The power and pitfalls of omics part 2: epigenomics, transcriptomics and ME/CFS
Simon McGrath concludes his blog about the remarkable Prof George Davey Smith's smart ideas for understanding diseases, which may soon be applied to ME/CFS.
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great visuals of retrovirus life cycle

Discussion in 'XMRV Research and Replication Studies' started by natasa778, May 6, 2010.

  1. natasa778

    natasa778 Senior Member

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  2. usedtobeperkytina

    usedtobeperkytina Senior Member

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    Clay, Alabama
    Well, it is like invasion of the body snatchers.

    Tina
     
  3. _Kim_

    _Kim_ Guest

  4. Jerry S

    Jerry S Senior Member

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    Amazing! They're like little death stars with aliens inside. Thanks for posting this, natasa. I appreciate the visuals.
     
  5. Sasha

    Sasha Fine, thank you

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    I'm too scared to look!:eek:
     
  6. vdt33

    vdt33

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    That's interesting! I just wish there were a video for the life cycle of XMRV.
     
  7. omerbasket

    omerbasket Senior Member

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    Great video!

    For the people that know science here: I still keep wondering a couple of things:
    1) Is there any chance, in your opinion, to find a substance that would kill viruses (not just interfere with their replication)? I mean, we can kill bacterias, why won't we be able to defuse viruses?
    2) if we are able to stop their replication - and cells are dying - why is the virus still in the system (of, let's say, people with AIDS)? I mean, the cell is dead, there are no viruses outside of cells, so were are the viruses? does the new DNA of the cell (that was being infected by a retrovirus) goes into the new cell, so every cell from now on will have the defective DNA?
    3) if the virus has it's mechanism to break the DNA chain and enter itself to this chain - can't we produce drugs that dose the breaking part, and break the DNA from both sides of the viral DNA, and than re-attach the two seperate chains of DNA we now have?
     
  8. Overstressed

    Overstressed Senior Member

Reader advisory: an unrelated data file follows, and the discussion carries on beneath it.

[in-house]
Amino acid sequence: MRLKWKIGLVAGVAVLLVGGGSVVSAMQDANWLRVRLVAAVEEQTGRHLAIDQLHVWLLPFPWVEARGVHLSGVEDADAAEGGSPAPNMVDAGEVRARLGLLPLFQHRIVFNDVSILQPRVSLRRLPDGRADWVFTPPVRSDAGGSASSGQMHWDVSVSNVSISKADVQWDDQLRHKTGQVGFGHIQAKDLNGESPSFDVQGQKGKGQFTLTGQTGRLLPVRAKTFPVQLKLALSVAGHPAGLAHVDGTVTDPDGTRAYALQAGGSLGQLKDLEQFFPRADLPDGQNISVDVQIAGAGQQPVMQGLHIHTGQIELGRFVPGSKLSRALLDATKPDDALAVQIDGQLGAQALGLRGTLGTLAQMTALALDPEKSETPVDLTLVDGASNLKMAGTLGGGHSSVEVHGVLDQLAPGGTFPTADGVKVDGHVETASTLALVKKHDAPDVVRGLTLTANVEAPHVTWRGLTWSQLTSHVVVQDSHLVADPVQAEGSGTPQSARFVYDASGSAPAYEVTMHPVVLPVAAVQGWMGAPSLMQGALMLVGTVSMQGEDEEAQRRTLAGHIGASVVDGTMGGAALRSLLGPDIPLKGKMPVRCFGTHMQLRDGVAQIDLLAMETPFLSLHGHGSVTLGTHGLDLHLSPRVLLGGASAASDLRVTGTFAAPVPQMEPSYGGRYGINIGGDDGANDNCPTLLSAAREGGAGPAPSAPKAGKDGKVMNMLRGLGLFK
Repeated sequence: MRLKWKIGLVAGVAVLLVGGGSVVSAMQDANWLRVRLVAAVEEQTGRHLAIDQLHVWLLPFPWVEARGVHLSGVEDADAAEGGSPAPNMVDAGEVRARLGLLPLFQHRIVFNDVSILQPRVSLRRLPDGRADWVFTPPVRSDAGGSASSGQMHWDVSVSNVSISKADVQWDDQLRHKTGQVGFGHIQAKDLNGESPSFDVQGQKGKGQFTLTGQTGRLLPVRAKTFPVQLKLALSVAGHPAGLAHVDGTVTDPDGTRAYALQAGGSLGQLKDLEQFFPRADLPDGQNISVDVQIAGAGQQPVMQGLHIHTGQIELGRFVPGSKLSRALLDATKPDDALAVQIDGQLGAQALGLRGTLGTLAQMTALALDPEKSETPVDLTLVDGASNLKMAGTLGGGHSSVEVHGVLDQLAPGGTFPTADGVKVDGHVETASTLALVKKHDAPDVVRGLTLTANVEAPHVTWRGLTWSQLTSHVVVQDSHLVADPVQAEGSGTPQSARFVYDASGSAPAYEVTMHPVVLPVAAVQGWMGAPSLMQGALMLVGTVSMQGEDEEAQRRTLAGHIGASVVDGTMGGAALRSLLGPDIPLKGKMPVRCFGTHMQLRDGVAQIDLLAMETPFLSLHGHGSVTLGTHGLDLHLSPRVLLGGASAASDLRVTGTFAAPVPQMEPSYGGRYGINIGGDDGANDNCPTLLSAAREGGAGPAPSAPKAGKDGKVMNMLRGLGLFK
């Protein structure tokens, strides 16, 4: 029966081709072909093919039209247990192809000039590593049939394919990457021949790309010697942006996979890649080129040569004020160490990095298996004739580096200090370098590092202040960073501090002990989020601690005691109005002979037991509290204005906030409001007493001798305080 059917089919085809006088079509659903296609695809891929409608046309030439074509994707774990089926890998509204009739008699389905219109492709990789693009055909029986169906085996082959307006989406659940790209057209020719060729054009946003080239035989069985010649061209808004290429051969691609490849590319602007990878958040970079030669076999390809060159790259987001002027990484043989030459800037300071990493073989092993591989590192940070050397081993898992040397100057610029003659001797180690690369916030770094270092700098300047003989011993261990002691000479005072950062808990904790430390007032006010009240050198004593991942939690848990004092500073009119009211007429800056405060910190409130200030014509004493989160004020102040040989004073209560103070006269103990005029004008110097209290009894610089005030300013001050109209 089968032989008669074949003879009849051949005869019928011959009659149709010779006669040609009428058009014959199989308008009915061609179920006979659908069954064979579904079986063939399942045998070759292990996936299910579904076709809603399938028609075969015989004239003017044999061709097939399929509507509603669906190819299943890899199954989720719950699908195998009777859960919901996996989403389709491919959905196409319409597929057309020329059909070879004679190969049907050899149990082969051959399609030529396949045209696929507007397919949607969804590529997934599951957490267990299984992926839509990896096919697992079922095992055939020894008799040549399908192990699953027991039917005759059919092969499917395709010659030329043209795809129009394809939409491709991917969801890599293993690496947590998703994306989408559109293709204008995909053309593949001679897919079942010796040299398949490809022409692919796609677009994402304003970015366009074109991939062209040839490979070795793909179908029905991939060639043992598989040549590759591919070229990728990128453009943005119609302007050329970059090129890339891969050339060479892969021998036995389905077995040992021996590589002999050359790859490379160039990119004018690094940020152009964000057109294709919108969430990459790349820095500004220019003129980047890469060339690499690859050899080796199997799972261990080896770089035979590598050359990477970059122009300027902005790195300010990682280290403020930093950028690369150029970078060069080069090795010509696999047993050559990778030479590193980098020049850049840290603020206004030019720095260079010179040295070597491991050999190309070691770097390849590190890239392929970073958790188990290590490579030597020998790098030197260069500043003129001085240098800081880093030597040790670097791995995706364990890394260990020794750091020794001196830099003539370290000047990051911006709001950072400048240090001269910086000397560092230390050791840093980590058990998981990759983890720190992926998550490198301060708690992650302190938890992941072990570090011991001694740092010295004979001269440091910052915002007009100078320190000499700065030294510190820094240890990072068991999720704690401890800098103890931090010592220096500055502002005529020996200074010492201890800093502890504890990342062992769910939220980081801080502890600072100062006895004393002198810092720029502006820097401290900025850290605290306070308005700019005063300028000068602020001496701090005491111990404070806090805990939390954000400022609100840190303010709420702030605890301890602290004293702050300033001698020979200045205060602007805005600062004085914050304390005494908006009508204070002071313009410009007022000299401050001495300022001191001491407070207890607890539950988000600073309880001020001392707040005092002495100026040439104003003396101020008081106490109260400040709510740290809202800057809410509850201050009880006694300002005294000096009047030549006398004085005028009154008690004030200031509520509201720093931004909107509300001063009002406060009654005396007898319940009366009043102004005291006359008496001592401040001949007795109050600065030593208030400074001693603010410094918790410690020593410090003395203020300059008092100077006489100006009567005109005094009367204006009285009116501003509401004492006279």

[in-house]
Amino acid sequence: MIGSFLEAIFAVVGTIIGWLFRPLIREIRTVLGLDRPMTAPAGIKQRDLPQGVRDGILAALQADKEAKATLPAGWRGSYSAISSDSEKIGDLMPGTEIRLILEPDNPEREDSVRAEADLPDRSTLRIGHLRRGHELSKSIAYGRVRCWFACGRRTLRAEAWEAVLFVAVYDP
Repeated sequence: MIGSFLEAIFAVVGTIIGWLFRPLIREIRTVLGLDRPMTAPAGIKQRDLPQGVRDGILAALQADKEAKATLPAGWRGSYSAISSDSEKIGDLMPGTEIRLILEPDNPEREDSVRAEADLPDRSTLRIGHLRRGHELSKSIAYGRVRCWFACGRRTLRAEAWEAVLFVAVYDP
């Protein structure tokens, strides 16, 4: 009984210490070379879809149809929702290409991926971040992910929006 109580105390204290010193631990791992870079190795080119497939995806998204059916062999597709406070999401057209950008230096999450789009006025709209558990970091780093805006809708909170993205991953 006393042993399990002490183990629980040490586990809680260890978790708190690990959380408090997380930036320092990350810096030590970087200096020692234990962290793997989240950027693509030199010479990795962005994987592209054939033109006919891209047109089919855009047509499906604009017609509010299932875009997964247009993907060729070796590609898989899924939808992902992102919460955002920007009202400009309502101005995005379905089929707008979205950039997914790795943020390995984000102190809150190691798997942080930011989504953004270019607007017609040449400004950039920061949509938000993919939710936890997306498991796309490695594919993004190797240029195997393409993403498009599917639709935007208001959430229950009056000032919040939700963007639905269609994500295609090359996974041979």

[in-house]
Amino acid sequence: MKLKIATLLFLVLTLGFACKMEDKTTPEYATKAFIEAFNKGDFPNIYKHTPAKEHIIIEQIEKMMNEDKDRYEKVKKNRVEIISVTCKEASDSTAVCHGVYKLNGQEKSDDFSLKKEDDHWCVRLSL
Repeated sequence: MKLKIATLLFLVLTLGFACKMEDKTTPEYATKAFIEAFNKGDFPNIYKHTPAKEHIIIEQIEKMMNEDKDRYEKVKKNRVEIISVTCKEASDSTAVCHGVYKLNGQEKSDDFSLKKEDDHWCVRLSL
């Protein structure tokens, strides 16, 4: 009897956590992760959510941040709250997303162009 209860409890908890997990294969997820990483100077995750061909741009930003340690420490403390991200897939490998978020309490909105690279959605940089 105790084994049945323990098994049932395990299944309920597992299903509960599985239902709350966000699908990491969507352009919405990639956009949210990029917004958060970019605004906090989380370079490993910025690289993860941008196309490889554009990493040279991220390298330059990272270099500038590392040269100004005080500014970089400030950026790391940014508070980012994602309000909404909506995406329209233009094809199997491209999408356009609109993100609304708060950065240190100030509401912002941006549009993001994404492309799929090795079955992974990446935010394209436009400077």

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    Well, you should google on the 'Tre Designer Enzyme', it does exactly that, it cuts out HIV' DNA...

    OS.
     
  9. omerbasket

    omerbasket Senior Member

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    Here's some information I found about it:
    http://www.scientificamerican.com/article.cfm?id=designer-enzyme-cuts-hiv
    http://www.ncbi.nlm.nih.gov/pubmed/17600219

    Very interesting. I wonder what has been happening with it since then (it's from 2007) and also, they mention some difficulties with HIV - and I wonder if XMRV might be easier to deal with regarding this enzyme. Also, I wonder if it would be easy to turn this enzyme to act against XMRV, at least in the same efficiancy it acts against XMRV.
     
  10. SunnyGal

    SunnyGal Senior Member

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    Fascinating stuff, although I felt like crying while watching that thinking of our poor cells under attack in a similar way from XMRV. It's incredible how viruses know how to do all that. Thanks for posting. The designer enzyme is fascinating. It'd be great if something like that could be easier to make for XMRV since it's a simple retrovirus.

    Sunny
     
  11. starryeyes

    starryeyes Senior Member

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    Those are some amazing visuals and a very understandable explanation. Thanks for posting this.
     
  12. jewel

    jewel Senior Member

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    Fascinating in sort of a creepy way, but important to understand (i guess...). J.
     

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